2

Selection by attributes: "field_name" LIKE 'C%' Field_name is attribute that contains your annotations.


2

You can use this structure to loop thru the columns of a table. Dim sCol As String Dim aCol As Alias Dim nCol As Integer For nCol = 1 To TableInfo(sLayer, TAB_INFO_NCOLS) sCol = ColumnInfo(sLayer, "COL" & nCol, COL_INFO_NAME) aCol = sLayer & "." & sCol Next This will loop thru the columns of the table sLayer and store the name in a ...


1

Here's a link to MSDN on Nearest Neighbour queries. Luckily you are using 2012 so the indexes will be used. A query like his should be close to what you want. SELECT pl.ID polyID, pt.ID pointID, pt.Distance FROM Polygon pl CROSS APPLY ( SELECT TOP 1 p.ID, p.SHAPE.STDistance(pl.SHAPE) Distance FROM Point p WHERE p.SHAPE is not ...


1

Got it! line_center = [] featuresC = Center.getFeatures() for elem in featuresC: xy1 = elem.geometry().asPoint() center = QgsPoint(xy1) line_center.append(center) print line_center line_ends = [] featuresO = Outer.getFeatures() for elem in featuresO: xy2 = elem.geometry().asPoint() ends = ...


1

I can see 2 issues in you script: You're missing the second join_field parameter in arcpy.JoinField_management. Refer to the tool's page for the correct syntax: JoinField_management (in_data, in_field, join_table, join_field, {fields}) If you work with shapefiles and dbf tables, you should add the .shp or .dbf extension to your inputs. For example your ...


1

I guess it very much depends on how you want to use the data and the level of accuracy required. Without the full address it is going to be difficult for you to work out which vertical street postcode to assign (if at all), but then if all you have is the street name then one could argue that you don't necessarily need to concern yourself with selecting the ...


1

Anyone with more info can edit this answer. The edcommunity has a sample app, but no downloadable code. As per KHibma the clip and ship will probably work. If you aren't clipping the Edcommunity Sketch-A-Map app uses a draw widget to export.


1

If you like Python, how about the titlecase module? http://muffinresearch.co.uk/archives/2008/05/27/titlecasepy-titlecase-in-python/ It's decent, and works for English. Of course there will always be exceptions or gray areas (see my comment under the question above).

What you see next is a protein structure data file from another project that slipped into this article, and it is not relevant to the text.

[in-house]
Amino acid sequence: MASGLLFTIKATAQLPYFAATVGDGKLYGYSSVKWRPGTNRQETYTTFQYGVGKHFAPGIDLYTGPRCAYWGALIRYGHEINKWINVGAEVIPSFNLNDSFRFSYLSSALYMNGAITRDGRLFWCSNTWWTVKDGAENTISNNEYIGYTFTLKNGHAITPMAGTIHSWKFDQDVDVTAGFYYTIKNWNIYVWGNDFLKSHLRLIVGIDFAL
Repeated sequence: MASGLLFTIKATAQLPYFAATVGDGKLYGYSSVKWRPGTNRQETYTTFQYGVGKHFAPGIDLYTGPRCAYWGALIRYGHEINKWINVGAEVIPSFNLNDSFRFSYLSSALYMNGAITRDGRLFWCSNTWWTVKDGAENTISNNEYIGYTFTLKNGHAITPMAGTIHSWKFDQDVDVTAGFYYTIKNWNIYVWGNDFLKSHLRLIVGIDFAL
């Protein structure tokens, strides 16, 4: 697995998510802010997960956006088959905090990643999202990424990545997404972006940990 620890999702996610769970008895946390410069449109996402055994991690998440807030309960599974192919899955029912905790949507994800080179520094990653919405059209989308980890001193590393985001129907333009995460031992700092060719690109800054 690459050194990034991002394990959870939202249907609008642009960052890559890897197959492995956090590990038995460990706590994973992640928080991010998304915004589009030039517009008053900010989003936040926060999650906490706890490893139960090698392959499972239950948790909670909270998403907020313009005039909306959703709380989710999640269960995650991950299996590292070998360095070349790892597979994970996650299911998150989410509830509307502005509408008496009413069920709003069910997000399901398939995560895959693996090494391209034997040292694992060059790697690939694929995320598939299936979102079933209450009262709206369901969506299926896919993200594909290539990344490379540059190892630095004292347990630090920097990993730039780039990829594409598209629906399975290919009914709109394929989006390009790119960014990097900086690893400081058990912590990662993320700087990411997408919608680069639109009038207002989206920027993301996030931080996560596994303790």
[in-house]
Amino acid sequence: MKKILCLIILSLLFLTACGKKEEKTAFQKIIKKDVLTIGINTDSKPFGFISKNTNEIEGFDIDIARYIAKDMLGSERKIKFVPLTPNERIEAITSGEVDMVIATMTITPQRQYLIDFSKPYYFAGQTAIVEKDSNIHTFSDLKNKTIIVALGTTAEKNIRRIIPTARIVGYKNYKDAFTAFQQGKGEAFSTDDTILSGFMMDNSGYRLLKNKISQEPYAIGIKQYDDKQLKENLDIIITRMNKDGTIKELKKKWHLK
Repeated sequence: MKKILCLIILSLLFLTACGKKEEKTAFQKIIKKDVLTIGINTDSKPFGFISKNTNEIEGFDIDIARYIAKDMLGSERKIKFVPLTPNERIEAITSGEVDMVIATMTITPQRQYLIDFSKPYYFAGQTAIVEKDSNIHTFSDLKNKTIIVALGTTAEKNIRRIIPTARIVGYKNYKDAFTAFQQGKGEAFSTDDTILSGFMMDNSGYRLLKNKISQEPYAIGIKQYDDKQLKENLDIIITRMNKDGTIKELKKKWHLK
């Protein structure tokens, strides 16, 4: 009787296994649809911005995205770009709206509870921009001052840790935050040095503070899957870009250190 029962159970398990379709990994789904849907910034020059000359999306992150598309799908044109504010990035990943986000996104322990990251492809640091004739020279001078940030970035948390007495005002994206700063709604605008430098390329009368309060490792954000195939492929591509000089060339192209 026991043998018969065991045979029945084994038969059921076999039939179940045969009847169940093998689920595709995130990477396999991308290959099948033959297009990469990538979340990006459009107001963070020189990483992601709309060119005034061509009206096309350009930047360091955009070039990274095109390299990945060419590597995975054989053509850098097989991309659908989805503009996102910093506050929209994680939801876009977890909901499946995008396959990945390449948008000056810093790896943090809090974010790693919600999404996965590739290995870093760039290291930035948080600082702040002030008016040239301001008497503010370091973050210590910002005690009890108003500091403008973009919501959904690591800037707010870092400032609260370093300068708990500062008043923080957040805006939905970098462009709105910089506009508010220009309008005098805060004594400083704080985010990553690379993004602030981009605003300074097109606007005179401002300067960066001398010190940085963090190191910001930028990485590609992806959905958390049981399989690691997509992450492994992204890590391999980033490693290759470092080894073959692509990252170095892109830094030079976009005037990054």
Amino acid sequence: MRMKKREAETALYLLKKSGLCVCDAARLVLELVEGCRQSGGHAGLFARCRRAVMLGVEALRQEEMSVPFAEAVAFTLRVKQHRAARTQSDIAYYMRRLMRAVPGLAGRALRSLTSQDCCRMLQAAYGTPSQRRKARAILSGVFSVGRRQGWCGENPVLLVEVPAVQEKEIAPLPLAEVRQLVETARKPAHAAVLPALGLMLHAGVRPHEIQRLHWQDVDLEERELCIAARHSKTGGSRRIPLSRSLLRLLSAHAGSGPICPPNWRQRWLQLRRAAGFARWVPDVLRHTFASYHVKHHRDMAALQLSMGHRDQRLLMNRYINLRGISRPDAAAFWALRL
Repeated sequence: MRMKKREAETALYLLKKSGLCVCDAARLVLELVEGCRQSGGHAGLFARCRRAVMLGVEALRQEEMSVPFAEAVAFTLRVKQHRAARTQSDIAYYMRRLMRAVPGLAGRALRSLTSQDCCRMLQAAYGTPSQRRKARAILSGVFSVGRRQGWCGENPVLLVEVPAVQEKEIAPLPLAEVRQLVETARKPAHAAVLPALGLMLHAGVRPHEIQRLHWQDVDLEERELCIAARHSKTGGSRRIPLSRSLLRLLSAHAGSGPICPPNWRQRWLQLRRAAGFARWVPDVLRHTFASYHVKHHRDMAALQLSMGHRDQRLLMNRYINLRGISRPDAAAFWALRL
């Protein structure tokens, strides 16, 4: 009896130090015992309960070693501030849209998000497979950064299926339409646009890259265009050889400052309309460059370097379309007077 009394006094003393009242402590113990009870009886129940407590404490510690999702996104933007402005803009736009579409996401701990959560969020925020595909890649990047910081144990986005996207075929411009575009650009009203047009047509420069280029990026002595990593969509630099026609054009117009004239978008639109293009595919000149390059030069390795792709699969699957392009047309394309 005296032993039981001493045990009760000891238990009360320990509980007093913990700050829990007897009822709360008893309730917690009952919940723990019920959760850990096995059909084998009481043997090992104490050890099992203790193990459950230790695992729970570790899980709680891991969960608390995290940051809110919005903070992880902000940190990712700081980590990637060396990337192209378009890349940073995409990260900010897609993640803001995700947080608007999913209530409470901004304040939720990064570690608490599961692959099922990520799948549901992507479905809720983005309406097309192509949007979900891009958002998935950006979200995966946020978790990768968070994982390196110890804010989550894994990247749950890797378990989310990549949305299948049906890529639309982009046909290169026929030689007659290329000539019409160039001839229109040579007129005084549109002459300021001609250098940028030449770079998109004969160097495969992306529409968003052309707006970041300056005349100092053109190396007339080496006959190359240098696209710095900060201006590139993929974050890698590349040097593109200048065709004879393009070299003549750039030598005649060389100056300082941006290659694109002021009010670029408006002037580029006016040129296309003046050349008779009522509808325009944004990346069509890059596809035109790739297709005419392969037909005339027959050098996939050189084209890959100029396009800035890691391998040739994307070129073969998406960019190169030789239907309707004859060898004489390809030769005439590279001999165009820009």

1

I'm pretty sure the answer lies in setting the zIndex (map.setLayerZIndex or layer.setZIndex). I believe the features of the vector layer are treated differently and the zIndex value is magnified though I couldn't confirm this in the code: Z_INDEX_BASE: { BaseLayer: 100, Overlay: 325, Feature: 725, Popup: 750, Control: 1000 }, Try ...


1

This is how I solved the problem: import psycopg2 import re def replace(matchObj): # Group 0 is all groups, group 1 is the first match contained in # parentheses. Group 2 is the whole float value. value = float(matchObj.group(2)) value = value - 360 return matchObj.group(1) + str(value) + " " def main(): # connect to postgresql ...


1

The proj.4 library might be of assistance, but it is written in C, rather than C#. There is a C# wrapper for it here.


1

Have you tried using getFeaturesByAttribute() instead of getFeature()? The former looks up using attributes (I think this is what you are trying to do), while the latter looks up using properties.


1

you can use getFeatureBy method: var lyr = new OpenLayers.Layer.Vector("test"); var ft = new OpenLayers.Feature.Vector(new OpenLayers.Geometry.Point(10, 10), {scientific_name:'hydro'}); map.addLayer(lyr); lyr.addFeatures([ft]); var features = lyr.getFeatureBy('scientific_name', 'hydro'); and for highlighting them with scientific name you ...